Using the MapMan tool of barley (Sreenivasulu et al., 2008), we analyzed meta-trends of the transcriptional response in the different host/nonhost pairs of interactions and found a number of significantly overrepresented or underrepresented functional transcript categories. This revealed an astonishingly similar pattern of activated or repressed pathways or cellular responses in barley responding to the different pathogens, irrespective of their genus or host/nonhost status. One of the most pronounced, overrepresented categories of genes with up-regulated transcript levels encoded for proteins of amino acid metabolism. Breaking down of the superbin revealed that most of the encoded enzymes were involved in amino acid synthesis and that about 50% of those were synthesizing aromatic or sulfur-containing amino acids (data not shown). This probably reflects the fact that shikimate-derived amino acids such as Trp and Phe are important precursors of defensive compounds such as indole alkaloids, monolignols, and lignin-like materials and confirms previous reports on transcript profiling and gene silencing in Bgh-attacked barley (Matsuo et al., 2001; Caldo et al., 2004; Hu et al., 2009). The enhanced number of genes with up-regulated transcript abundance encoding Met and Cys may reflect an enhanced requirement of attacked tissues for activated methyl groups as cofactors for biosynthetic pathways and/or reduced sulfhydryl groups in order to control cellular redox status. Interestingly, amino acid metabolism appears not to be stimulated in Mag-attacked barley. This might suggest that papilla formation and cell wall lignification are not the most abundant defense mechanisms in Mag-attacked barley, although fluorescent papillae occurred frequently at penetration sites (Zellerhoff et al., 2006). Instead, a strong overrepresentation of accumulating transcripts involved in lipid metabolism was characteristic for this interaction, thereby separating the barley-Mag from the two other interactions and providing a first clue to the higher importance of lipid(-like) molecules in stress signaling or defense of barley epidermis attacked by blast fungi compared with PM. Several of the corresponding transcripts encode lipid transfer proteins (Supplemental Table S1), which might indicate that lipid metabolism is a key step in basal defense of plants against this pathogen. Moreover, signaling by cutin monomers as cuticle breakdown products might be important, because Cutinase2 has been shown to be involved in virulence of the fungus and because cutin monomers were found to induce genes in rice encoding lipid transfer proteins that enhanced resistance in transgenic rice to Mag upon overexpression (Patkar and Chattoo, 2006; Skamnioti and Gurr, 2007; Kim et al., 2008c). Perception of cutin monomers by several plant species including barley has been reported previously (Schweizer et al., 1996a, 1996b; Park et al., 2008). Noteworthy, analysis with a reporter gene construct fused to the promoter of a LTP1 gene in rice has shown that its expression is restricted to the lesion, suggestion a role of LTPs in the establishment of a physical barrier (Guiderdoni et al., 2002). Genes with up-regulated transcript abundance of superbin “RNA” were underrepresented, and this effect was statistically significant in entire leaf samples. Most transcripts within this superbin encode transcription factors, suggesting that most relevant transcription factors are regulated posttranslationally in pathogen-attacked barley.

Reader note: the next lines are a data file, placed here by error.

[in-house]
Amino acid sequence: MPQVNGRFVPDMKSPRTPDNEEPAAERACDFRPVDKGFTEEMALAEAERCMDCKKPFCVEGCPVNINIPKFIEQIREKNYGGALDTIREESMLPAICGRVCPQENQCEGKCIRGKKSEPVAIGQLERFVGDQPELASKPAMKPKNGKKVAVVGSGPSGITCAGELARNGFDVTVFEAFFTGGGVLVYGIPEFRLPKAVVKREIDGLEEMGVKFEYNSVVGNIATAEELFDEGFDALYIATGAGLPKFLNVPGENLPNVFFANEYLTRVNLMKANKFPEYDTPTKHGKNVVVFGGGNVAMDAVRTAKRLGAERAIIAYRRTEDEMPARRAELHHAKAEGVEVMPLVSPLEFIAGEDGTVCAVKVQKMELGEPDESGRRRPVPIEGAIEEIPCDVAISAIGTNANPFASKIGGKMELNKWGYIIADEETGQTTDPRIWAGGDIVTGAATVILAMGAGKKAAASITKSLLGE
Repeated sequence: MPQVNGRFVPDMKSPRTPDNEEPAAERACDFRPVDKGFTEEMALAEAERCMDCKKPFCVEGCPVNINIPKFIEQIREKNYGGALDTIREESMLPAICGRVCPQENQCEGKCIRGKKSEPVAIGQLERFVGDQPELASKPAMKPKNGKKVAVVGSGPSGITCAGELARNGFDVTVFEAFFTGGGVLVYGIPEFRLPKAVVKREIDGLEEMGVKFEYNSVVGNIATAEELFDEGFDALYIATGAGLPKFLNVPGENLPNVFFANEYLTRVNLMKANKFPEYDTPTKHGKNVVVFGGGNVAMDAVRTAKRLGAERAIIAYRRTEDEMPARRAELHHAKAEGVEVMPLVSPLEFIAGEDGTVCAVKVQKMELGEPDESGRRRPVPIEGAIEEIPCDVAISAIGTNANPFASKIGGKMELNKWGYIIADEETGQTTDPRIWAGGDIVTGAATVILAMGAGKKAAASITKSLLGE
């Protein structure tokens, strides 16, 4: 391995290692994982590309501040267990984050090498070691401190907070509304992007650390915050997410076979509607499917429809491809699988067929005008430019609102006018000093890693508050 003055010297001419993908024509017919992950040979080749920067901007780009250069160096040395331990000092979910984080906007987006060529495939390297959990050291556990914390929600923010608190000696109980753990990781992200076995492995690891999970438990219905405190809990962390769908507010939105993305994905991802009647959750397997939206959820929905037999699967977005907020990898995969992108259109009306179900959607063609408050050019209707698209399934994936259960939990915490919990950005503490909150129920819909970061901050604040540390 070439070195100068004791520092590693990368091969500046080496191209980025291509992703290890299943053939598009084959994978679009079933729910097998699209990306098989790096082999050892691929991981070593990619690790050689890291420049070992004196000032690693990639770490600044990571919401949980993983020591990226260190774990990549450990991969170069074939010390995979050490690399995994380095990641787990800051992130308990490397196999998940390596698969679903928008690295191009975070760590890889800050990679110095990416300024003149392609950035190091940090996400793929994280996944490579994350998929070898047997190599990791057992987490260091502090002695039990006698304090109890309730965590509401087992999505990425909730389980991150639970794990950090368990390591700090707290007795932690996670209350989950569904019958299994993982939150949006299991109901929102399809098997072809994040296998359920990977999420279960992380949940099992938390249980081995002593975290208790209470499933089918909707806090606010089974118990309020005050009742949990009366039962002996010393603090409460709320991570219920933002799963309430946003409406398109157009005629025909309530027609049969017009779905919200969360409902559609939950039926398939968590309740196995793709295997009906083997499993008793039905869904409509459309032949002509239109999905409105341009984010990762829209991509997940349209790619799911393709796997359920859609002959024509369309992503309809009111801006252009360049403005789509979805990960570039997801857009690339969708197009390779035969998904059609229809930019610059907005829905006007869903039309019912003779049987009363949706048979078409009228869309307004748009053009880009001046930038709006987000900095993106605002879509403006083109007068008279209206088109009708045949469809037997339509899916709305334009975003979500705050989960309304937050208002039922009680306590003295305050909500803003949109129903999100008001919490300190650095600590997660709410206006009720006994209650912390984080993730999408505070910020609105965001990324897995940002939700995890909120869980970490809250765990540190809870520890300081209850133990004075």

Upon pathogen attack, host plants perceive PAMPs, leading to the initiation of a PAMP-triggered immunity response (Jones and Dangl, 2006). Pathogen effectors have been found to subsequently quench this response, thereby reestablishing host susceptibility. In several plants including barley, Mlo genes have been identified as negative regulators of PAMP-triggered immunity, and nonfunctional alleles of Mlo cause enhanced PAMP-triggered immunity, resulting in strong and durable resistance (Buschges et al., 1997; Consonni et al., 2006). Several lines of evidence point to a functional link of strong PAMP-triggered host immunity against Bgh mediated by recessive mlo alleles and nonhost resistance to inappropriate PM isolates (Trujillo et al., 2004; Humphry et al., 2006; Schweizer, 2007). These observations support the hypothesis that, in many cases, nonhost resistance is actually a manifestation of PAMP-triggered immunity, which is inefficiently suppressed by nonhost pathogens because these secrete nonadapted effectors that were specifically shaped during coevolution to fit targets of their corresponding host. Accordingly, nonhost resistance based on this mechanism is expected to be robust and durable. We tested the hypothesis that nonhost resistance shares similarity with PAMP-triggered immunity by performing transcript profiling experiments in a near-isogenic pair of barley differing in the allelic status of the Mlo gene (Ingrid [Mlo] versus Ingrid BC mlo5) and by comparing the distribution of DI values between pathogen-regulated transcript sets in barley exhibiting either nonhost resistance or strong PAMP-triggered immunity mediated by the mlo5 allele (for 684 transcripts differentially regulated by Bgh in the epidermis of Ingrid BC mlo5, see Supplemental Table S1). As shown in Table IV, there was indeed a highly significant correlation between DI values of the PM-responsive transcriptome of nonhost resistant plants and near-isogenic host plants differing in the absence/presence of the mlo5 resistance gene. This supports the view that nonhost resistance to PM in barley is mechanistically related to mlo-mediated host resistance. Interestingly, a highly significant correlation of DI values was also found between mlo-mediated resistance to PM and nonhost resistance to the blast fungus CD. Therefore, nonhost resistance against at least two fungal pathogens may be generally regarded as a manifestation of PAMP-triggered immunity in barley. Since there was no correlation of DI values between mlo-mediated PM resistance and nonhost resistance to the rust Ptrit, it seems that the impact of the mlo allele on effective defense is restricted to epidermal tissue.